Engineering News : Page 2 of 10

improving the material performance of the finished product."

The flexibility of robotic equipment fitted with fiber-optic-delivered lasers should reduce fixturing costs, making more-frequent design im-provements an economic possibility. And, since the laser source never touches the part surface, there's no worry about the cost of broken tools and concomitant downtime.

Micromachining laser. Another laser technology originally developed for defense purposes now seeking commercial applications: the visible-light copper laser. Richard Foster-Turner of Oxford Lasers, Inc., Acton, MA, explained the copper laser's advantages at the recent National Design Engineering Show. "Its green wavelength couples well with metals and silicon as opposed to IR lasers, where metals are highly reflective and silicon, transparent."

Pulsing at 30 to 40 nsec, the copper laser's 50W average translates into 200-kW peak power. "The material-removal event is over quickly," says Foster-Turner. "It can drill high-aspect ratio holes 1.5-aem in diameter with negligible heat-affected zones." The visible wavelength beam also simplifies operations. Machinists use an attenuated beam for alignment with the workpiece, then step up the power for processing.

Applications include drilling holes for fine-mist ink jets, creating through-vias in ceramic-substrate circuit boards, scribing photovoltaic cells, crack-simulation, and machining natural and polycrystalline diamonds. In the future, the company envisions manufacturing micromachines directly without environmentally questionable chemical processes.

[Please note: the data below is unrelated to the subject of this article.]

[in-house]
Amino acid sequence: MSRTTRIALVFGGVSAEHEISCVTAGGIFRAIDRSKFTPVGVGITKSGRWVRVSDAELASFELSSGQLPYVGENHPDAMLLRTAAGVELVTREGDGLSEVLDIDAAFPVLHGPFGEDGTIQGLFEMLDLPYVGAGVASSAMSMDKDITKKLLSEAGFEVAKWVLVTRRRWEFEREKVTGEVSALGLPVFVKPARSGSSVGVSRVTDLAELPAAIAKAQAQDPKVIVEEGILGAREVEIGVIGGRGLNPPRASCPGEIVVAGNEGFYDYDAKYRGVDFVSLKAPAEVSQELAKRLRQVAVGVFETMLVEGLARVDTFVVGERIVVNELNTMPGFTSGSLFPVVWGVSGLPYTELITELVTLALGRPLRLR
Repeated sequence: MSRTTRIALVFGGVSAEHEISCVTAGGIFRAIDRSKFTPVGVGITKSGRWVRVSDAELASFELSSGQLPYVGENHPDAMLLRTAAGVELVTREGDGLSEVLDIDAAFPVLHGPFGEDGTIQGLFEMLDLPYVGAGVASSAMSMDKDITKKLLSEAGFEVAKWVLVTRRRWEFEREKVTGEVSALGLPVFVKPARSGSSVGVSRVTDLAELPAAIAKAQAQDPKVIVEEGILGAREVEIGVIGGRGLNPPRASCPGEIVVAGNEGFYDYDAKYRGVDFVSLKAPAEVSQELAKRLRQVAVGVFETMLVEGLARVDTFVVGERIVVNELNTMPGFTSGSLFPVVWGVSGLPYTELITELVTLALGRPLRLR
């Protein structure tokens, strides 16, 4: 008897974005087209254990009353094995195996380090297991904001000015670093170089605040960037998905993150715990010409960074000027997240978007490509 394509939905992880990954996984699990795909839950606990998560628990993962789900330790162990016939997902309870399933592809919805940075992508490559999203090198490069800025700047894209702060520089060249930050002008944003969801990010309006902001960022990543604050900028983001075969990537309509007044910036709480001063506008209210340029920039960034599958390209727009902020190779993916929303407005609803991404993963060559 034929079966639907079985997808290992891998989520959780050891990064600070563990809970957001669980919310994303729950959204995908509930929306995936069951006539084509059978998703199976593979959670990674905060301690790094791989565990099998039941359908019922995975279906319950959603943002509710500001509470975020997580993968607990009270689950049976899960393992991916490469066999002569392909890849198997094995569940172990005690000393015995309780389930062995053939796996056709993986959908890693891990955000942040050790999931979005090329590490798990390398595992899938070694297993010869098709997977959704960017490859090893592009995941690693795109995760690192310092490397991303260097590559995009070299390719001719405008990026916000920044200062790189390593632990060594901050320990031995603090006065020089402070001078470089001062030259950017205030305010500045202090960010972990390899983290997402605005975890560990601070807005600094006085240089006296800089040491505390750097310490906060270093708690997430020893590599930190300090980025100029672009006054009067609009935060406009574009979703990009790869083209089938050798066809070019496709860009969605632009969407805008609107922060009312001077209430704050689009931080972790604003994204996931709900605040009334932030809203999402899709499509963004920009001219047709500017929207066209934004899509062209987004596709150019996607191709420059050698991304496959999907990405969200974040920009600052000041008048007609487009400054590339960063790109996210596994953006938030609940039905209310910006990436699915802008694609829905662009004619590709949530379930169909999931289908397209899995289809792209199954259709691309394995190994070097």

For the moment, Oxford's main business is in materials evaluation and contract manufacturing. Why exhibit at a design show? "This represents a new capability," says Foster-Turner. "The shows always have people with drawings and new ideas for it."


SGI to merge with Alias, Wavefront

Mountain View, CA -Silicon Graphics Inc. will acquire Alias Research and Wavefront Technologies in a half-billion-dollar merger-a move analysts say may speed the development of design-software technology.

SGI, known primarily for its powerful graphics workstations, will form a software subsidiary to develop "the world's most advanced tools for the creation of digital content," the companies say.

"The tools still have a long way to go," Rob Burgess, Alias president and CEO and now president of the new subsidiary, told Design News. He envisions a new generation of tools that will allow industrial designers to work on computers as they now work with paper or foam - for example, picking up a marker and "sketching," instead of using a mouse or tablet. Such tools would also incorporate precise geometry, making it easier for engineers to preserve the intent of an industrial design.

"I think the amount of R&D going into their underlying technologies will steadily increase," says Bruce Jenkins, with the Cambridge, MA-based Daratech research firm. While the initial focus may be on the lucrative entertainment market, he expects the same technologies to be incorporated into engineering design tools as well. The entertainment industry has joined defense and aerospace as a place where important new technology is spawned, he notes.

Alias, based in Toronto, is a leading automotive and industrial-design software company, whose customers include BMW, Caterpillar, Ford, and Motorola. Wavefront develops graphic imaging and animation software. Both companies have a major presence in the television and moviemaking industries.


Grad students propel robots in new directions

Newton, MA -Hollywood gave

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